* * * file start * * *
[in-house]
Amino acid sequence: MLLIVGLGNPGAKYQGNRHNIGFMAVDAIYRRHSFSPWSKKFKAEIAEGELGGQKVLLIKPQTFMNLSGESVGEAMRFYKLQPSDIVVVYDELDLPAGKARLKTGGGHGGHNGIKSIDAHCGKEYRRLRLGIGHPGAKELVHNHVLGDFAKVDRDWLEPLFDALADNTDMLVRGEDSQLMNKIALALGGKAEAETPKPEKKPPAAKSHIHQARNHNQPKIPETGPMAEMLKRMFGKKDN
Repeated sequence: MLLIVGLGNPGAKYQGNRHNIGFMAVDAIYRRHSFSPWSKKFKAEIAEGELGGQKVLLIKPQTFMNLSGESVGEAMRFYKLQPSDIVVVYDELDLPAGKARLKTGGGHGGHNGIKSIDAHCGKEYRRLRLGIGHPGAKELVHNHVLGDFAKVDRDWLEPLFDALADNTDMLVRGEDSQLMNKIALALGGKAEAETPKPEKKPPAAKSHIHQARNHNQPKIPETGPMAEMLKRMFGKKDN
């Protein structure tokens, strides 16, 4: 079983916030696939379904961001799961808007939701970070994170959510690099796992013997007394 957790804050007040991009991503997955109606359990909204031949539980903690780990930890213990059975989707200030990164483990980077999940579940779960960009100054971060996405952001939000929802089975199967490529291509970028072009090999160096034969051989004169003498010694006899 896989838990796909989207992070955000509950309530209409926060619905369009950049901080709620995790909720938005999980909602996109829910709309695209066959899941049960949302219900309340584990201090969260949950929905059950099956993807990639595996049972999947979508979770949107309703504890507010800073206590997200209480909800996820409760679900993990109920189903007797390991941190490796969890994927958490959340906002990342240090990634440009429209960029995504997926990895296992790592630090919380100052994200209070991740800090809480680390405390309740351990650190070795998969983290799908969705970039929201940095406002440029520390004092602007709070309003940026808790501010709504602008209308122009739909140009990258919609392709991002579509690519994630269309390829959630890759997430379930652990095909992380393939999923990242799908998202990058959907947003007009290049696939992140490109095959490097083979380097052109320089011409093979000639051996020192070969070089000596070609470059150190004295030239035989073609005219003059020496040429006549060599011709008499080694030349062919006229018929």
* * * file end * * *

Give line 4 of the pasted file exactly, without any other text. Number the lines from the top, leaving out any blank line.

């Protein structure tokens, strides 16, 4: 079983916030696939379904961001799961808007939701970070994170959510690099796992013997007394 957790804050007040991009991503997955109606359990909204031949539980903690780990930890213990059975989707200030990164483990980077999940579940779960960009100054971060996405952001939000929802089975199967490529291509970028072009090999160096034969051989004169003498010694006899 896989838990796909989207992070955000509950309530209409926060619905369009950049901080709620995790909720938005999980909602996109829910709309695209066959899941049960949302219900309340584990201090969260949950929905059950099956993807990639595996049972999947979508979770949107309703504890507010800073206590997200209480909800996820409760679900993990109920189903007797390991941190490796969890994927958490959340906002990342240090990634440009429209960029995504997926990895296992790592630090919380100052994200209070991740800090809480680390405390309740351990650190070795998969983290799908969705970039929201940095406002440029520390004092602007709070309003940026808790501010709504602008209308122009739909140009990258919609392709991002579509690519994630269309390829959630890759997430379930652990095909992380393939999923990242799908998202990058959907947003007009290049696939992140490109095959490097083979380097052109320089011409093979000639051996020192070969070089000596070609470059150190004295030239035989073609005219003059020496040429006549060599011709008499080694030349062919006229018929």